Concern about developmental benchmarks is a relatively recent idea. It was a Yale psychologist, Arnold Gessell, who introduced the idea of tracking physical developmental milestones… in the 1920s! Around the same time a Swiss psychologist named Jean Piaget started to think about children’s cognitive developmental milestones as well. 

And so these men and the many researchers who have followed have provided us with two decades of developmental markers to obsess about as we watch our children grow and worry about whether they’re keeping up, doing what they “should”, or getting ahead like we hope. It’s because of these researchers that we can start asking questions like “When will my child stop wetting the bed?” and “When can I stop using child-lock on the rear doors in my car?”

The development of your child

Over these series of articles, I will provide an overview of typical child development and the major milestones you can expect your child to hit - and when. While I want to acknowledge those with atypical or neuro-diverse development, it is unfortunately beyond the scope of this short series to do them justice here.

Some brief notes before we go on:

  • Be careful with comparison. Every child develops on their own timetable. Sometimes a child does x before y. Other times they do y and z before x. This is normal and nothing to be concerned about. This is particularly important in that when anthropologists began looking at child development in other parts of the world, they found that a lot of what I’m going to share is not about biology as much as it’s the interaction of biology and the child’s surroundings. Nature AND Nurture. Children in some parts of the world (or from some backgrounds) do things way sooner or way later than children from where we are.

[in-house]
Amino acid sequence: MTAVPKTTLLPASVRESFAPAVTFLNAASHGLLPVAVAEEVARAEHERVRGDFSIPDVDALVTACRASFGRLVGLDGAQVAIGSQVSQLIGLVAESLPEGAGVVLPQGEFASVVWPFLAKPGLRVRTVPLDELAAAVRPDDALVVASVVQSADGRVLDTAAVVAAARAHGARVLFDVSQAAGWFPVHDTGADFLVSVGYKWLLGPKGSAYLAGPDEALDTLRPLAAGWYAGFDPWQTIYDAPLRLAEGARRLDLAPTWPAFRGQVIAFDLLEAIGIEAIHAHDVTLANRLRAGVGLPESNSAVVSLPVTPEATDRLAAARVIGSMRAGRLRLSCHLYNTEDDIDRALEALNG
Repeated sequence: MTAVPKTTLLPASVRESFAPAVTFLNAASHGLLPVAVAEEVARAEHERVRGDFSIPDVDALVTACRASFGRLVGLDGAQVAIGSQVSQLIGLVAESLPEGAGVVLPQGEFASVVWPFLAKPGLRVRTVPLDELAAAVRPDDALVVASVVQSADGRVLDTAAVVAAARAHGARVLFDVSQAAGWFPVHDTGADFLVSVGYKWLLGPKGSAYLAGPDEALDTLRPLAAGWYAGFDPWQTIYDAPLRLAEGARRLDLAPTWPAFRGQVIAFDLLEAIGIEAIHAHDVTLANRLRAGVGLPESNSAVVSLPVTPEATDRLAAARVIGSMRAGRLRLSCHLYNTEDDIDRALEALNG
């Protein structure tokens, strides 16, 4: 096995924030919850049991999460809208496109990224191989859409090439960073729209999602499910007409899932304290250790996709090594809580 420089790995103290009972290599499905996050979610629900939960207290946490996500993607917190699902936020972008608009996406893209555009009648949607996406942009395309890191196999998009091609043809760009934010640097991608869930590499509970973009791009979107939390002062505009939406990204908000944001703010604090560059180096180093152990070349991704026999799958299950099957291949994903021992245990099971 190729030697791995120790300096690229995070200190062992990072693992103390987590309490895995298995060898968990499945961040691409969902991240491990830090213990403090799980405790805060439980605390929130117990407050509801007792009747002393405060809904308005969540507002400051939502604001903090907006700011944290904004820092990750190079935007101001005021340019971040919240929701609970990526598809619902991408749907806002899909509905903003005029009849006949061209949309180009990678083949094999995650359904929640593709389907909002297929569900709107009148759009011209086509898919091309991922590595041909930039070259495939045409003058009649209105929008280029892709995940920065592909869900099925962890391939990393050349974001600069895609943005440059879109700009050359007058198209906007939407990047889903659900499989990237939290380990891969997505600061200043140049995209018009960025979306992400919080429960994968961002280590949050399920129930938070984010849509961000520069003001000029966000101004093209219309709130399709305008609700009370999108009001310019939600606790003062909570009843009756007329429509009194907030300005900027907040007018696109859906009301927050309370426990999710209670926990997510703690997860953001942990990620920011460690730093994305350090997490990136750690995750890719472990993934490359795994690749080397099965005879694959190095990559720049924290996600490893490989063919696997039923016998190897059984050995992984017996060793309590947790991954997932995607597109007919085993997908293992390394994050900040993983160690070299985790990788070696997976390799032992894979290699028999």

• If you are concerned about your child’s development, book a visit with your Doctor. They can advise you on specifics and if something needs to be done, your Doctor is best placed to offer guidance.
  • Finally, sooner or later most children are going to meet all of the relevant developmental benchmarks and grow to maturity with the capacity to function like an adult. Don’t be overly stressed if things aren’t going according to “schedule”, because the schedule is an approximation. It’s not a hard and fast timeline of what you should/must expect.

So let’s dive in!

I have broken development down into the key areas of social/emotional development, physical development, language development, and cognitive development across 5 key stages:

In the early age groups I allow for some overlap between infancy, toddlerhood, and preschooling, but  become more distinct in later stages.

Summary

Childhood is busy. Our children are teeming with growth and development from the moment they are born until the day they leave the nest. These milestones are just a snapshot of the major developmental expectations we can have if our child is on a “typical” or “normal” trajectory. To watch a child grow - with our eyes wide open and alert - is a tremendous privilege and a wondrous miracle of life. The best part is to be a parent who can provide a safe environment and the secure, autonomy-supportive structure and involvement that leads to optimal growth.


Developmental Milestones [Part 1: Infancy] >